Deconvolution and database search of complex tandem mass spectra of intact proteins: a combinatorial approach.
ABSTRACT Top-down proteomics studies intact proteins, enabling new opportunities for analyzing post-translational modifications. Because tandem mass spectra of intact proteins are very complex, spectral deconvolution (grouping peaks into isotopomer envelopes) is a key initial stage for their interpretation. In such spectra, isotopomer envelopes of different protein fragments span overlapping regions on the m/z axis and even share spectral peaks. This raises both pattern recognition and combinatorial challenges for spectral deconvolution. We present MS-Deconv, a combinatorial algorithm for spectral deconvolution. The algorithm first generates a large set of candidate isotopomer envelopes for a spectrum, then represents the spectrum as a graph, and finally selects its highest scoring subset of envelopes as a heaviest path in the graph. In contrast with other approaches, the algorithm scores sets of envelopes rather than individual envelopes. We demonstrate that MS-Deconv improves on Thrash and Xtract in the number of correctly recovered monoisotopic masses and speed. We applied MS-Deconv to a large set of top-down spectra from Yersinia rohdei (with a still unsequenced genome) and further matched them against the protein database of related and sequenced bacterium Yersinia enterocolitica. MS-Deconv is available at http://proteomics.ucsd.edu/Software.html.
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ABSTRACT: For high-resolution tandem mass spectra, the determination of monoisotopic masses of fragment ions plays a key role in the subsequent peptide and protein identification. In this paper, we present a new algorithm for deisotoping the bottom-up spectra. Isotopic-cluster graphs are constructed to describe the relationship between all possible isotopic clusters. Based on the relationship in isotopic-cluster graphs, each possible isotopic cluster is assessed with a score function, which is built by combining nonintensity and intensity features of fragment ions. The non-intensity features are used to prevent fragment ions with low intensity from being removed. Dynamic programming is adopted to find the highest score path with the most reliable isotopic clusters. The experimental results have shown that the average Mascot scores and F-scores of identified peptides from spectra processed by our deisotoping method are greater than those by YADA and MS-Deconv software.Advances in Bioinformatics 01/2011; 2011:210805. DOI:10.1155/2011/210805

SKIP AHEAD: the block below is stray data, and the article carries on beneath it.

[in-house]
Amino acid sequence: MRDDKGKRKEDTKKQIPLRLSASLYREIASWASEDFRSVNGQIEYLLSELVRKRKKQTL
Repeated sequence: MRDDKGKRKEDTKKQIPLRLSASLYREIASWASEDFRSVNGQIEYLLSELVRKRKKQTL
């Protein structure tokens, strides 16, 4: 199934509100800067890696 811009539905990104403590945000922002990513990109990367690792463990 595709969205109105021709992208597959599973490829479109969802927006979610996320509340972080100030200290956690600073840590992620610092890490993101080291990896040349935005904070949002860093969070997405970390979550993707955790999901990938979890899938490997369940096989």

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ABSTRACT: Top-down mass spectrometry plays an important role in intact protein identification and characterization. Top-down mass spectra are more complex than bottom-up mass spectra because they often contain many isotopomer envelopes from highly charged ions, which may overlap with one another. As a result, spectral deconvolution, which converts a complex top-down mass spectrum into a monoisotopic mass list, is a key step in top-down spectral interpretation. In this paper, we propose a new scoring function, L-score, for evaluating isotopomer envelopes. By combining L-score with MS-Deconv, a new software tool, MS-Deconv+, was developed for top-down spectral deconvolution. Experimental results showed that MS-Deconv+ outperformed existing software tools in top-down spectral deconvolution. L-score shows high discriminative ability in identification of isotopomer envelopes. Using L-score, MS-Deconv+ reports many correct monoisotopic masses missed by other software tools, which are valuable for proteoform identification and characterization.
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ABSTRACT: Capillary zone electrophoresis (CZE) with an electrokinetically-pumped sheath-flow nanospray interface was coupled with a high-resolution Q-Exactive mass spectrometer for the analysis of culture filtrates from Mycobacterium marinum. We confidently identified 22 gene products from the wildtype M. marinum secretome in a single CZE-tandem mass spectrometry (MS/MS) run. A total of 58 proteoforms were observed with post-translational modifications including signal peptide removal, N-terminal methionine excision, and acetylation. The conductivities of aqueous acetic acid and formic acid solutions were measured from 0.1% to 100% concentration (v/v). 70% acetic acid provided lower conductivity than 0.25% formic acid, and was evaluated as low ionic-strength and CZE-MS compatible sample buffer with good protein solubility.Analytical Chemistry 04/2014; 86(10). DOI:10.1021/ac500092q · 5.83 Impact Factor